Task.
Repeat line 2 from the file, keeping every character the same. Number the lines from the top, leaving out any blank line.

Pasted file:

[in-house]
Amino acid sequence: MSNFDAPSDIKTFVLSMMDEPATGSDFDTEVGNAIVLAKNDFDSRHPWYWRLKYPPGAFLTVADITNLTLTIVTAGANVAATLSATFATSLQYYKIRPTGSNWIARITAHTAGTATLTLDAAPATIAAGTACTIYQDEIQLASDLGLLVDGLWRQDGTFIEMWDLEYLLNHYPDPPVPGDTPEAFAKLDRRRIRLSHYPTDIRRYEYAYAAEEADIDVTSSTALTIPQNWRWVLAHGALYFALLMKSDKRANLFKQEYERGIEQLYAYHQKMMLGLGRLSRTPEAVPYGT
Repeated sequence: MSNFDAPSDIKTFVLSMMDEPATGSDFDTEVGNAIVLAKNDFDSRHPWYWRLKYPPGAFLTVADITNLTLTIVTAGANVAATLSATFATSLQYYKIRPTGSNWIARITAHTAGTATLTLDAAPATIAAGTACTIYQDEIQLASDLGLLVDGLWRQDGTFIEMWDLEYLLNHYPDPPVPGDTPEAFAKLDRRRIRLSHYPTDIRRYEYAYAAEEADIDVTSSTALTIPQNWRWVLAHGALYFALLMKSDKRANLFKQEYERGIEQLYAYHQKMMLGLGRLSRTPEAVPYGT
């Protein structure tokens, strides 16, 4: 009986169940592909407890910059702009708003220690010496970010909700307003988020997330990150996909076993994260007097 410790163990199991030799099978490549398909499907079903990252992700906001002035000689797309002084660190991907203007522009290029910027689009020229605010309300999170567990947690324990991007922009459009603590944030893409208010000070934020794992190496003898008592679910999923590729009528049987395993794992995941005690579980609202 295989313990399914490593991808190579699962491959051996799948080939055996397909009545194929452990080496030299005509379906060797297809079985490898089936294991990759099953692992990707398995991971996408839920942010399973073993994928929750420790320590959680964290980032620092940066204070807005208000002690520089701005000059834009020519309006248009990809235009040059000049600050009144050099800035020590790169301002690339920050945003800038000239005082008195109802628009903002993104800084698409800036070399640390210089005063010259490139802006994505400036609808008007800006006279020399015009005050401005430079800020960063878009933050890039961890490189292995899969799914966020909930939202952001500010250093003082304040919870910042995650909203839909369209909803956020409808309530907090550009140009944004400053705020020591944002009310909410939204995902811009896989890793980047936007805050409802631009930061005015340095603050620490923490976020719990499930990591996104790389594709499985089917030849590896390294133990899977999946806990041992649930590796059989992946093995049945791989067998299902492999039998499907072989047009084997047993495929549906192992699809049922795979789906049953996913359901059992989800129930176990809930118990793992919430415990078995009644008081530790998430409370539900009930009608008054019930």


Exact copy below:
Amino acid sequence: MSNFDAPSDIKTFVLSMMDEPATGSDFDTEVGNAIVLAKNDFDSRHPWYWRLKYPPGAFLTVADITNLTLTIVTAGANVAATLSATFATSLQYYKIRPTGSNWIARITAHTAGTATLTLDAAPATIAAGTACTIYQDEIQLASDLGLLVDGLWRQDGTFIEMWDLEYLLNHYPDPPVPGDTPEAFAKLDRRRIRLSHYPTDIRRYEYAYAAEEADIDVTSSTALTIPQNWRWVLAHGALYFALLMKSDKRANLFKQEYERGIEQLYAYHQKMMLGLGRLSRTPEAVPYGT